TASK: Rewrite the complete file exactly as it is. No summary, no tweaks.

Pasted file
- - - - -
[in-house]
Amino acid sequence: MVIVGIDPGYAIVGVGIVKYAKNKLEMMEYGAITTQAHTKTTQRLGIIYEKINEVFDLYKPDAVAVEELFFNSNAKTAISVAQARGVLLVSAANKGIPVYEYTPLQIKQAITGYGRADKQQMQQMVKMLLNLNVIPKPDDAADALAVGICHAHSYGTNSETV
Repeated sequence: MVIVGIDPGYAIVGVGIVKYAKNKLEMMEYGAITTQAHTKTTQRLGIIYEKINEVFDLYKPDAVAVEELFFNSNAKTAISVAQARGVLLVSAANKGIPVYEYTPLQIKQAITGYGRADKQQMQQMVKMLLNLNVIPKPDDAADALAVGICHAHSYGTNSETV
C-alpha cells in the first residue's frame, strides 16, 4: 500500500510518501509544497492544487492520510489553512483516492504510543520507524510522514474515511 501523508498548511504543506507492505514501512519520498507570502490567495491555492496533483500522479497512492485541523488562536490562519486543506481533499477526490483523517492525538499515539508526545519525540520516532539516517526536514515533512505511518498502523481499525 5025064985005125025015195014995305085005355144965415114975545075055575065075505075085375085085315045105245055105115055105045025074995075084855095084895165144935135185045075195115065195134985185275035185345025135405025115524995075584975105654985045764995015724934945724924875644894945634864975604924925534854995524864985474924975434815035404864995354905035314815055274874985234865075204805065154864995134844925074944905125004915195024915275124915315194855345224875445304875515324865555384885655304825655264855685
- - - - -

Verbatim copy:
[in-house]
Amino acid sequence: MVIVGIDPGYAIVGVGIVKYAKNKLEMMEYGAITTQAHTKTTQRLGIIYEKINEVFDLYKPDAVAVEELFFNSNAKTAISVAQARGVLLVSAANKGIPVYEYTPLQIKQAITGYGRADKQQMQQMVKMLLNLNVIPKPDDAADALAVGICHAHSYGTNSETV
Repeated sequence: MVIVGIDPGYAIVGVGIVKYAKNKLEMMEYGAITTQAHTKTTQRLGIIYEKINEVFDLYKPDAVAVEELFFNSNAKTAISVAQARGVLLVSAANKGIPVYEYTPLQIKQAITGYGRADKQQMQQMVKMLLNLNVIPKPDDAADALAVGICHAHSYGTNSETV
C-alpha cells in the first residue's frame, strides 16, 4: 500500500510518501509544497492544487492520510489553512483516492504510543520507524510522514474515511 501523508498548511504543506507492505514501512519520498507570502490567495491555492496533483500522479497512492485541523488562536490562519486543506481533499477526490483523517492525538499515539508526545519525540520516532539516517526536514515533512505511518498502523481499525 5025064985005125025015195014995305085005355144965415114975545075055575065075505075085375085085315045105245055105115055105045025074995075084855095084895165144935135185045075195115065195134985185275035185345025135405025115524995075584975105654985045764995015724934945724924875644894945634864975604924925534854995524864985474924975434815035404864995354905035314815055274874985234865075204805065154864995134844925074944905125004915195024915275124915315194855345224875445304875515324865555384885655304825655264855685